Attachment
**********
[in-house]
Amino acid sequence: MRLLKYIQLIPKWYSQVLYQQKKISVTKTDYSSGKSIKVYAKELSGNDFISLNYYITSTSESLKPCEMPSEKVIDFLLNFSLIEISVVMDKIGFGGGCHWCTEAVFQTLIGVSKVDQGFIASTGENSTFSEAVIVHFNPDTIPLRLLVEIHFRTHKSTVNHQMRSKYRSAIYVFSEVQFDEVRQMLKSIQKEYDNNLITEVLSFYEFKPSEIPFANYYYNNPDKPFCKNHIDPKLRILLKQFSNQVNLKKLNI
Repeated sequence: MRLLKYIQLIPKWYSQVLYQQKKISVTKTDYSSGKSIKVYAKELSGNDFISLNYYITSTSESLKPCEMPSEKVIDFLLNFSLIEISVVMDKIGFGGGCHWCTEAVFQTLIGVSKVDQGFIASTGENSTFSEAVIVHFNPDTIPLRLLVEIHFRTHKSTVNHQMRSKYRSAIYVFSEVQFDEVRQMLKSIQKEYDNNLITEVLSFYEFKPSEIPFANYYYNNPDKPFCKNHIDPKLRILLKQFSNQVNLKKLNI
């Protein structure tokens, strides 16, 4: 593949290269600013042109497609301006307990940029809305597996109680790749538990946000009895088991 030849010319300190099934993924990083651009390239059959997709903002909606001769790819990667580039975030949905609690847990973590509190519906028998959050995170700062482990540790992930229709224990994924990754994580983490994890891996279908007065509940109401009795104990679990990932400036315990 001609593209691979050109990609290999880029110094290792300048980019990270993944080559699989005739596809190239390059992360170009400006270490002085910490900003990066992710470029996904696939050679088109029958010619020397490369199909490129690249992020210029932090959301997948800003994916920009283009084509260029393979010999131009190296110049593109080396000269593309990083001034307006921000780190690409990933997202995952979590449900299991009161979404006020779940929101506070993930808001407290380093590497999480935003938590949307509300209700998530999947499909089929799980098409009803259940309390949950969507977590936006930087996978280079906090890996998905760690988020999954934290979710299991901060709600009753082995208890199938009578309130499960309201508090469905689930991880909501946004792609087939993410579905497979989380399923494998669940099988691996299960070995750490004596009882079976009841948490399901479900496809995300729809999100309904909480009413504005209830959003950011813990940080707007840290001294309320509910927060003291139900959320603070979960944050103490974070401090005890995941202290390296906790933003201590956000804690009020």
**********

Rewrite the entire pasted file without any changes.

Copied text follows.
[in-house]
Amino acid sequence: MRLLKYIQLIPKWYSQVLYQQKKISVTKTDYSSGKSIKVYAKELSGNDFISLNYYITSTSESLKPCEMPSEKVIDFLLNFSLIEISVVMDKIGFGGGCHWCTEAVFQTLIGVSKVDQGFIASTGENSTFSEAVIVHFNPDTIPLRLLVEIHFRTHKSTVNHQMRSKYRSAIYVFSEVQFDEVRQMLKSIQKEYDNNLITEVLSFYEFKPSEIPFANYYYNNPDKPFCKNHIDPKLRILLKQFSNQVNLKKLNI
Repeated sequence: MRLLKYIQLIPKWYSQVLYQQKKISVTKTDYSSGKSIKVYAKELSGNDFISLNYYITSTSESLKPCEMPSEKVIDFLLNFSLIEISVVMDKIGFGGGCHWCTEAVFQTLIGVSKVDQGFIASTGENSTFSEAVIVHFNPDTIPLRLLVEIHFRTHKSTVNHQMRSKYRSAIYVFSEVQFDEVRQMLKSIQKEYDNNLITEVLSFYEFKPSEIPFANYYYNNPDKPFCKNHIDPKLRILLKQFSNQVNLKKLNI
């Protein structure tokens, strides 16, 4: 593949290269600013042109497609301006307990940029809305597996109680790749538990946000009895088991 030849010319300190099934993924990083651009390239059959997709903002909606001769790819990667580039975030949905609690847990973590509190519906028998959050995170700062482990540790992930229709224990994924990754994580983490994890891996279908007065509940109401009795104990679990990932400036315990 001609593209691979050109990609290999880029110094290792300048980019990270993944080559699989005739596809190239390059992360170009400006270490002085910490900003990066992710470029996904696939050679088109029958010619020397490369199909490129690249992020210029932090959301997948800003994916920009283009084509260029393979010999131009190296110049593109080396000269593309990083001034307006921000780190690409990933997202995952979590449900299991009161979404006020779940929101506070993930808001407290380093590497999480935003938590949307509300209700998530999947499909089929799980098409009803259940309390949950969507977590936006930087996978280079906090890996998905760690988020999954934290979710299991901060709600009753082995208890199938009578309130499960309201508090469905689930991880909501946004792609087939993410579905497979989380399923494998669940099988691996299960070995750490004596009882079976009841948490399901479900496809995300729809999100309904909480009413504005209830959003950011813990940080707007840290001294309320509910927060003291139900959320603070979960944050103490974070401090005890995941202290390296906790933003201590956000804690009020």